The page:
AUSTRALIA today ratified its latest bilateral trade agreement, this time with its northern neighbour, Indonesia.
The Indonesia-Australia Comprehensive Economic Partnership Agreement (IA-CEPA) was signed on March 4 to boost trade and investment between the two countries, and passed through the Senate earlier today.
Important progress on the agreement was advanced during the ASEAN Summit in Bangkok earlier this month.
Trade between Indonesia and Australia totalled $8.5 billion last year. Australia was Indonesia’s 13th-largest export destination in 2018, with the total value of shipments having increased 12pc to $2.8 billion. Australia was Indonesia’s eighth-largest source of imports, at $5.8 billion last year.
Indonesia’s main imports from Australia last year were wheat ($1.2 billion), cattle and beef exports ($1 billion), coal ($417m), sugar ($293m) and iron ore ($264m).
Similar trade deals with Peru and Hong Kong were also ratified in the Senate today.
Red Meat Advisory Council chair Don Mackay said the red meat industry applauded the bipartisan support shown ratifying the three trade agreements.
“This trade trifecta represents real opportunities for the Australian supply chain to develop even closer and more stable economic partnerships with long-term trading partners in Indonesia and Hong Kong, as well as opening up new market opportunities in Peru,” he said.
“Access to a broad range of markets is integral to ensuring our industry is able maintain its competitiveness in the challenging global trade environment, as well as maintain profitability particularly when extensive portions of our sector are affected by severe drought conditions.”
“Trading with the world is a top priority for our industry and core to our economic resilience. Implementation of these three trade agreements is perfectly aligned to Red Meat 2030 and is a welcome stimulus in achieving our 2030 ambitions,” Mr Mackay said.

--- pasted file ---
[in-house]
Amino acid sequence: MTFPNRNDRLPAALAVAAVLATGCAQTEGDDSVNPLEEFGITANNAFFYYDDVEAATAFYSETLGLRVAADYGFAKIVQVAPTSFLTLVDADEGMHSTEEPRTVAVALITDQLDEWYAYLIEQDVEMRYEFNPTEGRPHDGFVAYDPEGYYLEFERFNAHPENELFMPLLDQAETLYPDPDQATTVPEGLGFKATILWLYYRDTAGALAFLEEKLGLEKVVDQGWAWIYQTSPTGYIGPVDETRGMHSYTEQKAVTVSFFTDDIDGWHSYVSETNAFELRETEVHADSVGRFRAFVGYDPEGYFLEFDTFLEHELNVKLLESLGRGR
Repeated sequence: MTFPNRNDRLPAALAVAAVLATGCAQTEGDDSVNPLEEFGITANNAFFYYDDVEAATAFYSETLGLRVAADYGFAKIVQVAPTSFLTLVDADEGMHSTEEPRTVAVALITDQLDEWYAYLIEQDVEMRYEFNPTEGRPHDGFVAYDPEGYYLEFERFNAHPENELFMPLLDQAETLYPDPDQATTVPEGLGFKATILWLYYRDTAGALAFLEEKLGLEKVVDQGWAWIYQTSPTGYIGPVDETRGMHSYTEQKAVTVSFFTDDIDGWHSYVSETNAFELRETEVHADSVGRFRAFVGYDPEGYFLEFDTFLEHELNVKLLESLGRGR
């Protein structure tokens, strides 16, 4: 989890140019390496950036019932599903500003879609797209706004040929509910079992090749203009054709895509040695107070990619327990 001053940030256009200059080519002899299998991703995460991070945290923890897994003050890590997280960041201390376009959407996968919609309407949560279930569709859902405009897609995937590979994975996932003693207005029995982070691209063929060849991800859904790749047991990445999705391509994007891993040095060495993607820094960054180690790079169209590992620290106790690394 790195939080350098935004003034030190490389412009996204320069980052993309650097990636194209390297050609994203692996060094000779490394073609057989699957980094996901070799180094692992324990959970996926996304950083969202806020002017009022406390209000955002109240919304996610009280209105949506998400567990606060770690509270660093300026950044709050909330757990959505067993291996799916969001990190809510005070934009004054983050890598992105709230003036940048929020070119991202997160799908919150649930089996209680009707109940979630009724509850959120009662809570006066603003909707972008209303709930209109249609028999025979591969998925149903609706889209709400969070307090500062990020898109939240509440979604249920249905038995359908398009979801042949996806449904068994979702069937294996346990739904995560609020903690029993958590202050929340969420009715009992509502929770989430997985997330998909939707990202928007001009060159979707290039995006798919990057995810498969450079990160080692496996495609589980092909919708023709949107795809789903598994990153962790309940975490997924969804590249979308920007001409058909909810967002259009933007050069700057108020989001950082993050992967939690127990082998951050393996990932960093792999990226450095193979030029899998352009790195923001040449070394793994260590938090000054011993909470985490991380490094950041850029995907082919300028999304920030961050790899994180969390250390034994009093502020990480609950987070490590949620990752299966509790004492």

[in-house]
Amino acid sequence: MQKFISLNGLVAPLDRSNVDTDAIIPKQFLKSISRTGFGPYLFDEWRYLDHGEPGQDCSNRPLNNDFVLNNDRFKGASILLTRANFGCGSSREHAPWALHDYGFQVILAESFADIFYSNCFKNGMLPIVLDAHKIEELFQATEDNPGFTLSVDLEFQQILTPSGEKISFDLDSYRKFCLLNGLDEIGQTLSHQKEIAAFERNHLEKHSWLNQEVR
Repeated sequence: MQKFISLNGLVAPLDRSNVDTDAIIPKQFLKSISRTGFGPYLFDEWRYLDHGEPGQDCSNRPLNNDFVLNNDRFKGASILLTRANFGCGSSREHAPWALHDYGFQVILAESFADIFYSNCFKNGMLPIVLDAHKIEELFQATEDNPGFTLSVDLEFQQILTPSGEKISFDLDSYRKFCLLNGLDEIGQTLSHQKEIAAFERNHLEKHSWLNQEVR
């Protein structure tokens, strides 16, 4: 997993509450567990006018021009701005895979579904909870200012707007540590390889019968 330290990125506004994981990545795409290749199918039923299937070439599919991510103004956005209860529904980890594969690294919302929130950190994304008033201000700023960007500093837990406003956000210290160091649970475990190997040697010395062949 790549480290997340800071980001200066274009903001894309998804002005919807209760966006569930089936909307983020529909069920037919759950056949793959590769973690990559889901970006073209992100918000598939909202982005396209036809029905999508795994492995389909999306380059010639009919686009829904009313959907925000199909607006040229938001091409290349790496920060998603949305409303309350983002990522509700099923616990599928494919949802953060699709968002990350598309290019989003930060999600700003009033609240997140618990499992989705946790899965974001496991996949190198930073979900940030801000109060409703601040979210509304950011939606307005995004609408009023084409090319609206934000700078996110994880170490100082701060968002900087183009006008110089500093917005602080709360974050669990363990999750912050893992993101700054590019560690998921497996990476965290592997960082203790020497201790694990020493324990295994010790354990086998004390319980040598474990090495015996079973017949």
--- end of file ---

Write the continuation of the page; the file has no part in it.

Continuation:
The red meat and livestock industry was a large contributor to jobs in rural and regional Australia, which in turn is largely trade exposed, with six in every ten jobs relying on our ability to trade with the world, he said.
“Indonesia is a vitally important trading partner for the Australian live cattle and beef industry – along with a steady requirement for sheepmeat. Combined, the existing trade was worth over a $1 billion in 2018.”
“The benefits of ratifying the IA-CEPA agreement with Indonesia and securing more trade certainty with this key export market are unsurpassed – particularly at a time of global trade disruption.”
The implementation of the Hong Kong agreement promoted closer economic relationships between Australia and Hong Kong, and would ‘lock in’ Australia’s current duty free access for red meat products, Mr Mackay said.
The PAFTA agreement with Peru would offer new export opportunities for Australian beef, goatmeat and sheepmeat with all tariffs being eliminated within five years, in an environment where the consumption of red meat products is forecast to increase substantially in coming years.